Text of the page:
The financial support of parts of this work by the Bundesminister für Forschung und Technologie (423-7291-NT 20640) is gratefully acknowledged. We are also indebted to all co-workers of the research groups in Bremen (refs. 15,17,19,21,22–25,28,33,35–37), Munich (refs. [25,33,37]) and others (refs.[15,17,19,21]).
Molecular sieve encapsulated organic dyes and metal chelates†
Article first published online: 15 SEP 2004
Copyright © 1994 Verlag GmbH & Co. KGaA, Weinheim
Volume 6, Issue 11, pages 875–880, November 1994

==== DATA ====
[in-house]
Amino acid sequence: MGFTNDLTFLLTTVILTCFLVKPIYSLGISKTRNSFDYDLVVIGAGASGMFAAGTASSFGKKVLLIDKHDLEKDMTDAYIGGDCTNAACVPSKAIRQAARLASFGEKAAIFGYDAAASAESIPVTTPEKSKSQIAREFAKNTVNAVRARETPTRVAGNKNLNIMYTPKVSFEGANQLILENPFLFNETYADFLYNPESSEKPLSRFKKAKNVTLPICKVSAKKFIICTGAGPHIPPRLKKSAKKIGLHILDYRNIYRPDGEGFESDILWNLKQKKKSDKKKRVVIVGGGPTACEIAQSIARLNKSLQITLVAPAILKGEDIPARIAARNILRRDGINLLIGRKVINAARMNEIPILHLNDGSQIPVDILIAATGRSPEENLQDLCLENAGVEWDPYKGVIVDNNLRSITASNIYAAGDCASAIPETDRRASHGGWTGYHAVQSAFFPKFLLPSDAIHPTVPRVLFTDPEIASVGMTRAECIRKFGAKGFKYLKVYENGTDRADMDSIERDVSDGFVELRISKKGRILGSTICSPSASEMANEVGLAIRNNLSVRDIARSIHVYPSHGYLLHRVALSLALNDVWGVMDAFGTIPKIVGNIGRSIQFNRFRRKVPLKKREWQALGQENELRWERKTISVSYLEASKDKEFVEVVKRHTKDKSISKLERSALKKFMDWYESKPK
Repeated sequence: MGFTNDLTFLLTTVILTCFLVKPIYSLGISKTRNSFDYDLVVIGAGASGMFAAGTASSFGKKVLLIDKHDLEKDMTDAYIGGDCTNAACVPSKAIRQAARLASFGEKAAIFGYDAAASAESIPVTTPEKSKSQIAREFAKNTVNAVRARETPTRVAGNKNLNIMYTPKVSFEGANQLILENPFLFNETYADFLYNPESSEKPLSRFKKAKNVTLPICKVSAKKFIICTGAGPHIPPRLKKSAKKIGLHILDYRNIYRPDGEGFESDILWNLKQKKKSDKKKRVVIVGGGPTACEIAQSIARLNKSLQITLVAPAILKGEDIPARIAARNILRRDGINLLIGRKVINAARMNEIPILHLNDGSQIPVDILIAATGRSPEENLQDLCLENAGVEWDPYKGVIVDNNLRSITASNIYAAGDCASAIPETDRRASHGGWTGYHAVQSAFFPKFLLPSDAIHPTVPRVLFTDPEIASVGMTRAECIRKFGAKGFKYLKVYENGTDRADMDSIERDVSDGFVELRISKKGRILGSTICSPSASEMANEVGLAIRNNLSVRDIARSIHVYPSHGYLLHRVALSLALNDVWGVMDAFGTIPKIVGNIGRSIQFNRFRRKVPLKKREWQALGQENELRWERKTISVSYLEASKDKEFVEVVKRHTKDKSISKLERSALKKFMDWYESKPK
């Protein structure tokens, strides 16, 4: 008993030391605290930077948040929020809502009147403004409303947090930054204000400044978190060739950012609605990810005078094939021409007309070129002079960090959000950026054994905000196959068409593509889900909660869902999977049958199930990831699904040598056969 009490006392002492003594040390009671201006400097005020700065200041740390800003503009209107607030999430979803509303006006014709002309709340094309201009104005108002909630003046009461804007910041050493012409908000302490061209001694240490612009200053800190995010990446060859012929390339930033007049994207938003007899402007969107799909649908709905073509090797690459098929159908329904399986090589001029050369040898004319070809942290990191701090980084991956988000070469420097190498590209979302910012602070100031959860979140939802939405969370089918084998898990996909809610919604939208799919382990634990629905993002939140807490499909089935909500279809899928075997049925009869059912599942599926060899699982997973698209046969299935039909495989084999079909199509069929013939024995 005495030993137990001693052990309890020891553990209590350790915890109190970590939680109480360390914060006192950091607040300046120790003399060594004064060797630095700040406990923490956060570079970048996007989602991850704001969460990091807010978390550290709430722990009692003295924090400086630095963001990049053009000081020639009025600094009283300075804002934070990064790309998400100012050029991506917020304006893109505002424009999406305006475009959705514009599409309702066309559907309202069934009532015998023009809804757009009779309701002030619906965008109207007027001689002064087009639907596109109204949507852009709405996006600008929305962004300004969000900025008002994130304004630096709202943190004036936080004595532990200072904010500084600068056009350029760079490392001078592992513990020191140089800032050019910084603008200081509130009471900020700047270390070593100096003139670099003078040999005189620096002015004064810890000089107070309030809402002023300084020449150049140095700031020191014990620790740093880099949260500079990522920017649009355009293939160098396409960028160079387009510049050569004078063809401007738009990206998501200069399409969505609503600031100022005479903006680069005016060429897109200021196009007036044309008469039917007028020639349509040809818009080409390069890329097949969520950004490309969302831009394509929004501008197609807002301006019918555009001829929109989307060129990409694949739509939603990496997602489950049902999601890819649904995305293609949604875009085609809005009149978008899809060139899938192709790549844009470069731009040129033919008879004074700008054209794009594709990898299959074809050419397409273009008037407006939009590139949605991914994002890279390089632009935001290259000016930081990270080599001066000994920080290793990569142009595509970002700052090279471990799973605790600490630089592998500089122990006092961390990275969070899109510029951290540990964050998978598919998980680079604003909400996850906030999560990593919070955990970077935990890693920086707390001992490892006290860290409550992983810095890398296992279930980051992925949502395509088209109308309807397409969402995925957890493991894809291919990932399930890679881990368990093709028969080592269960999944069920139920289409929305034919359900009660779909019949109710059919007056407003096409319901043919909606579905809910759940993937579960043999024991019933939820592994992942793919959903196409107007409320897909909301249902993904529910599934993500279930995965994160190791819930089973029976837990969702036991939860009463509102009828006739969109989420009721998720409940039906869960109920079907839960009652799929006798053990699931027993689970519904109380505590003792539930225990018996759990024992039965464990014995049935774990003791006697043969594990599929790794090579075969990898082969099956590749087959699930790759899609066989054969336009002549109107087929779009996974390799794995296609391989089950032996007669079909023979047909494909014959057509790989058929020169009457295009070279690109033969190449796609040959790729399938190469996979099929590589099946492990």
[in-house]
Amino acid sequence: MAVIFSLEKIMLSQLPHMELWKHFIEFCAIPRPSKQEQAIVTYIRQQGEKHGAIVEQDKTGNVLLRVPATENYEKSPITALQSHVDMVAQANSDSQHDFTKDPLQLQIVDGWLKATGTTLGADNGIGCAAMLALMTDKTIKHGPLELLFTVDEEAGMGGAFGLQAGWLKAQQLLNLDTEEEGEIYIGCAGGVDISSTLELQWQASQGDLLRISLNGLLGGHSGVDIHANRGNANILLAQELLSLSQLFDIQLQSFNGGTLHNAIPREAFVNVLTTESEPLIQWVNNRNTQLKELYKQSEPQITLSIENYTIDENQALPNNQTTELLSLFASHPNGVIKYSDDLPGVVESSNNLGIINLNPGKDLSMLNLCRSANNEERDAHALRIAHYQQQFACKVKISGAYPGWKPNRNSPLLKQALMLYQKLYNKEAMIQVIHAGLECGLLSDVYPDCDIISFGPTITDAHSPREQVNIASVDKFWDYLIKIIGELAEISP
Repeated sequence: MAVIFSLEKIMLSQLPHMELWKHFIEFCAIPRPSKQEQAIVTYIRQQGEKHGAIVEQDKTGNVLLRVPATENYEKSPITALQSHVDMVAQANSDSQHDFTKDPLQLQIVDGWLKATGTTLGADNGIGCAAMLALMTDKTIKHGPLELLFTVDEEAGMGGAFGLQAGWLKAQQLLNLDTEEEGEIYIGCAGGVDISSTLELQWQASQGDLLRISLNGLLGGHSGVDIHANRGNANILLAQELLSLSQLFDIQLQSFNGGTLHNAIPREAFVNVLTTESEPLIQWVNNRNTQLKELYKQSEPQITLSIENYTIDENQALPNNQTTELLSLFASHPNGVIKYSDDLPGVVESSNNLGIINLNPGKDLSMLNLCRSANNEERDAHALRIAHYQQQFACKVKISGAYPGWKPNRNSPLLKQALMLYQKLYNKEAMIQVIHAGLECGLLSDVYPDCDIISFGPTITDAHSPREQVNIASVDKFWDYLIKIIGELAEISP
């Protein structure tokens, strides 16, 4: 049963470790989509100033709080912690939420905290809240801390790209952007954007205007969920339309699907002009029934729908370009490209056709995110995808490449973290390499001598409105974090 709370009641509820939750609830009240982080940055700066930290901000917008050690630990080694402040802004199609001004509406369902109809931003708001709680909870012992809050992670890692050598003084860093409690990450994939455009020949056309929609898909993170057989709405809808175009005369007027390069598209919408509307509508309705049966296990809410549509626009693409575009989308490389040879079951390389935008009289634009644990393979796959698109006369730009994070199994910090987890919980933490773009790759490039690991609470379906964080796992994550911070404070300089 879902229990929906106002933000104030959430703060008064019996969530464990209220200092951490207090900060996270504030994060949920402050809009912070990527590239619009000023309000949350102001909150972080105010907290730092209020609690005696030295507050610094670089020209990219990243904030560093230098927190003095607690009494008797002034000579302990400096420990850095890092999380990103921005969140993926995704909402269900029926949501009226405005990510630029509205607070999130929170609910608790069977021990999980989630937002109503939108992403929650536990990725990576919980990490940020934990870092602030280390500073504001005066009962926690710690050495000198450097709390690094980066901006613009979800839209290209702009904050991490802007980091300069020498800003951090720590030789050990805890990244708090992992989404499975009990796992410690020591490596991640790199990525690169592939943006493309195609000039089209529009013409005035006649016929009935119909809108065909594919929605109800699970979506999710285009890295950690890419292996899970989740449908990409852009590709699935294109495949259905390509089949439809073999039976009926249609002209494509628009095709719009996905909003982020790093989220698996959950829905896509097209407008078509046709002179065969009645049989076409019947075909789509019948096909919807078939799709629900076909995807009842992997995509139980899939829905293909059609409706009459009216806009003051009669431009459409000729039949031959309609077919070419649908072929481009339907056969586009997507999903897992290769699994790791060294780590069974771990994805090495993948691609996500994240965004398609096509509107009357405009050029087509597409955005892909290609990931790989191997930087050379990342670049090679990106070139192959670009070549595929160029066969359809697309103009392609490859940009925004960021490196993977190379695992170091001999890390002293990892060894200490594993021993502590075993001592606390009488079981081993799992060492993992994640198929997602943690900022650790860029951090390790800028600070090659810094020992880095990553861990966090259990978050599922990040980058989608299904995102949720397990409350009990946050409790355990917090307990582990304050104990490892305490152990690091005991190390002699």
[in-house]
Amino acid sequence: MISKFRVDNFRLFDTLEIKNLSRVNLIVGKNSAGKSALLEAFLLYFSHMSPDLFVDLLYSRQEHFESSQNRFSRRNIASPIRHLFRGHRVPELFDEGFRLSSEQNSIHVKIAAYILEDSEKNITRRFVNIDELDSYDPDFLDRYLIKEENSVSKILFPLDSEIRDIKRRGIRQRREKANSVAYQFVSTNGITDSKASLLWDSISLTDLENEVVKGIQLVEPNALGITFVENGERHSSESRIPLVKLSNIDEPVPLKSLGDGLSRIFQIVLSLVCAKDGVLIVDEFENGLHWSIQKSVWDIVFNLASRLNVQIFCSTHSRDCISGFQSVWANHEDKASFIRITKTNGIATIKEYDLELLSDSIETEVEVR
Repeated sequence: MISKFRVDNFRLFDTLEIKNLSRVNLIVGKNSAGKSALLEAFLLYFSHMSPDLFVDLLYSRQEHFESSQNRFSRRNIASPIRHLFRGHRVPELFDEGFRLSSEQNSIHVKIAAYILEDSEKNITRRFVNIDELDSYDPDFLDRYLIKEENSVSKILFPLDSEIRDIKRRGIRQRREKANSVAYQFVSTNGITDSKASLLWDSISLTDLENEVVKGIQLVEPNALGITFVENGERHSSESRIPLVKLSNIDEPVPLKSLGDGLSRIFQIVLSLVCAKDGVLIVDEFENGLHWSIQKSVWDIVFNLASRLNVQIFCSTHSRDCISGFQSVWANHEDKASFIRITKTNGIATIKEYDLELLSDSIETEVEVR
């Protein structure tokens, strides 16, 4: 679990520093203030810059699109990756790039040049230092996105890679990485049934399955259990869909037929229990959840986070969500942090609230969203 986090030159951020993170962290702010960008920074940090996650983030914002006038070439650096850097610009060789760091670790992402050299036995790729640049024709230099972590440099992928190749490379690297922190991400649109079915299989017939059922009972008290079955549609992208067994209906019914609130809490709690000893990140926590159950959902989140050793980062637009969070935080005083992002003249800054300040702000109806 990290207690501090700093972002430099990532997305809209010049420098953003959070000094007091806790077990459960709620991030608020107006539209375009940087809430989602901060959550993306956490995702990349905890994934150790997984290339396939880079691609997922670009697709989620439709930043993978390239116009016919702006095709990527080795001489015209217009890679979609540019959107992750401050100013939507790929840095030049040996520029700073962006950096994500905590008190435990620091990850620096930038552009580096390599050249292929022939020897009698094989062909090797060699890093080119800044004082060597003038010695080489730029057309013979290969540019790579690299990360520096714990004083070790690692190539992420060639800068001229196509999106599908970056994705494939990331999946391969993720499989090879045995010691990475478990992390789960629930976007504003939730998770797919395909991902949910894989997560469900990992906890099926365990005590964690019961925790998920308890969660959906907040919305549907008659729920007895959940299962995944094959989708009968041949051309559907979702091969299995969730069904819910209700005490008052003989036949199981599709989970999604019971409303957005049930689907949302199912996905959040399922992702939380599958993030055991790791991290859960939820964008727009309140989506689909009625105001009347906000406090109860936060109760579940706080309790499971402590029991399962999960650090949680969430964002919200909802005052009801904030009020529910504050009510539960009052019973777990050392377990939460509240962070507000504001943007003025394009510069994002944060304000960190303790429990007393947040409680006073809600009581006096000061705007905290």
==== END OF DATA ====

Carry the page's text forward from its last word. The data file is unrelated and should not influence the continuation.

How to Cite
Wöhrle, D. and Schulz-ekloff, G. (1994), Molecular sieve encapsulated organic dyes and metal chelates. Adv. Mater., 6: 875–880. doi: 10.1002/adma.19940061119
- Issue published online: 15 SEP 2004
- Article first published online: 15 SEP 2004
Inorganic molecular sieves have a well-defined internal structure of uniform cages, cavities, or channels–see the Figure for an example–making them suitable for many applications. Recently the inclusion of dyes and metal chelates as guests has been studied. The results are reviewed briefly, including the preparation and characterization of the host/guest system and the chemical reactivity.